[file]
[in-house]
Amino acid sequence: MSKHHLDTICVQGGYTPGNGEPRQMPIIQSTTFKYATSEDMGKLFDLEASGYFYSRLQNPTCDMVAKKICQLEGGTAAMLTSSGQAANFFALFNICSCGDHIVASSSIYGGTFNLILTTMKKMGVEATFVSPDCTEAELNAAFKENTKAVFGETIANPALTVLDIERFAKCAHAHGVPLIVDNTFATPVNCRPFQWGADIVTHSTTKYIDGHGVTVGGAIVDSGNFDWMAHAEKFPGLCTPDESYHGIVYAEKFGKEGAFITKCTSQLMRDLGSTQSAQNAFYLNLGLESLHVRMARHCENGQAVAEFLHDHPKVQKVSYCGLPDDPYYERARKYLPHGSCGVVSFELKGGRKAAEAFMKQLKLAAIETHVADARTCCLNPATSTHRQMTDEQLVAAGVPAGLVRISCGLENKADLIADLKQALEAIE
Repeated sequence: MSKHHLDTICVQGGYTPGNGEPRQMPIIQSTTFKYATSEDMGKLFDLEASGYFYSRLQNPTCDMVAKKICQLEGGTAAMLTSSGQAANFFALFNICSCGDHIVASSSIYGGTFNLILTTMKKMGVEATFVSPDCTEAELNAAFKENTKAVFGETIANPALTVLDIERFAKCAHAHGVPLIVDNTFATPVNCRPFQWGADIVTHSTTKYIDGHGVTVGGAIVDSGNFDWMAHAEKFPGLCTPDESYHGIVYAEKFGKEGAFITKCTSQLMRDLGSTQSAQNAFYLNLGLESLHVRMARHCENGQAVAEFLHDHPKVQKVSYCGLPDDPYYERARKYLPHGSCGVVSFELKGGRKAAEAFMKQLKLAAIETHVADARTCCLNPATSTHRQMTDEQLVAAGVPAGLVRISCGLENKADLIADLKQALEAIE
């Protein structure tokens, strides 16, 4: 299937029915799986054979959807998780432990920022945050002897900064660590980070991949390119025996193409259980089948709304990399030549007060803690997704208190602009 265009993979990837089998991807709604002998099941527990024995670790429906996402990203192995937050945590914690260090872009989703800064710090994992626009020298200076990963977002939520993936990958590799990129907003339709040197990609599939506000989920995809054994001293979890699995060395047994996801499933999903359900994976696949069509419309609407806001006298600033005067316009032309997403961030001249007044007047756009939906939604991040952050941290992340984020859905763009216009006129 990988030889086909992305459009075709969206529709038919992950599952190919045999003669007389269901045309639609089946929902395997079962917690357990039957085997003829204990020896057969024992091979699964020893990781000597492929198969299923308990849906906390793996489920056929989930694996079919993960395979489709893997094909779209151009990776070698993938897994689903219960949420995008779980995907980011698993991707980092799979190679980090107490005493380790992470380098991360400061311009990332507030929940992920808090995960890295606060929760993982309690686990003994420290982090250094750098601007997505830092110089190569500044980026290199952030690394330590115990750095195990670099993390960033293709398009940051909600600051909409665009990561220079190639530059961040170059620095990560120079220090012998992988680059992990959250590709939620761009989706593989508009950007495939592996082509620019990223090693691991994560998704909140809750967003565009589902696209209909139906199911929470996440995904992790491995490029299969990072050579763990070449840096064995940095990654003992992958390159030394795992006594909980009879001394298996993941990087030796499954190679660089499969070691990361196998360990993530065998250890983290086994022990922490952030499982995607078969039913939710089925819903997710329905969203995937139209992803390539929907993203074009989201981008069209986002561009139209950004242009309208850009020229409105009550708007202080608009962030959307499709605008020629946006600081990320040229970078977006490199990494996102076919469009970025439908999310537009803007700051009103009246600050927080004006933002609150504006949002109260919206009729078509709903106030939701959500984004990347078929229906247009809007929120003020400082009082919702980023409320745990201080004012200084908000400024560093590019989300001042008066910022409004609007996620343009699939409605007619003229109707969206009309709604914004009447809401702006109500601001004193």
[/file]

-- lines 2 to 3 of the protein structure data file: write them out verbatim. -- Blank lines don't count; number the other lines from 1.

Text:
Amino acid sequence: MSKHHLDTICVQGGYTPGNGEPRQMPIIQSTTFKYATSEDMGKLFDLEASGYFYSRLQNPTCDMVAKKICQLEGGTAAMLTSSGQAANFFALFNICSCGDHIVASSSIYGGTFNLILTTMKKMGVEATFVSPDCTEAELNAAFKENTKAVFGETIANPALTVLDIERFAKCAHAHGVPLIVDNTFATPVNCRPFQWGADIVTHSTTKYIDGHGVTVGGAIVDSGNFDWMAHAEKFPGLCTPDESYHGIVYAEKFGKEGAFITKCTSQLMRDLGSTQSAQNAFYLNLGLESLHVRMARHCENGQAVAEFLHDHPKVQKVSYCGLPDDPYYERARKYLPHGSCGVVSFELKGGRKAAEAFMKQLKLAAIETHVADARTCCLNPATSTHRQMTDEQLVAAGVPAGLVRISCGLENKADLIADLKQALEAIE
Repeated sequence: MSKHHLDTICVQGGYTPGNGEPRQMPIIQSTTFKYATSEDMGKLFDLEASGYFYSRLQNPTCDMVAKKICQLEGGTAAMLTSSGQAANFFALFNICSCGDHIVASSSIYGGTFNLILTTMKKMGVEATFVSPDCTEAELNAAFKENTKAVFGETIANPALTVLDIERFAKCAHAHGVPLIVDNTFATPVNCRPFQWGADIVTHSTTKYIDGHGVTVGGAIVDSGNFDWMAHAEKFPGLCTPDESYHGIVYAEKFGKEGAFITKCTSQLMRDLGSTQSAQNAFYLNLGLESLHVRMARHCENGQAVAEFLHDHPKVQKVSYCGLPDDPYYERARKYLPHGSCGVVSFELKGGRKAAEAFMKQLKLAAIETHVADARTCCLNPATSTHRQMTDEQLVAAGVPAGLVRISCGLENKADLIADLKQALEAIE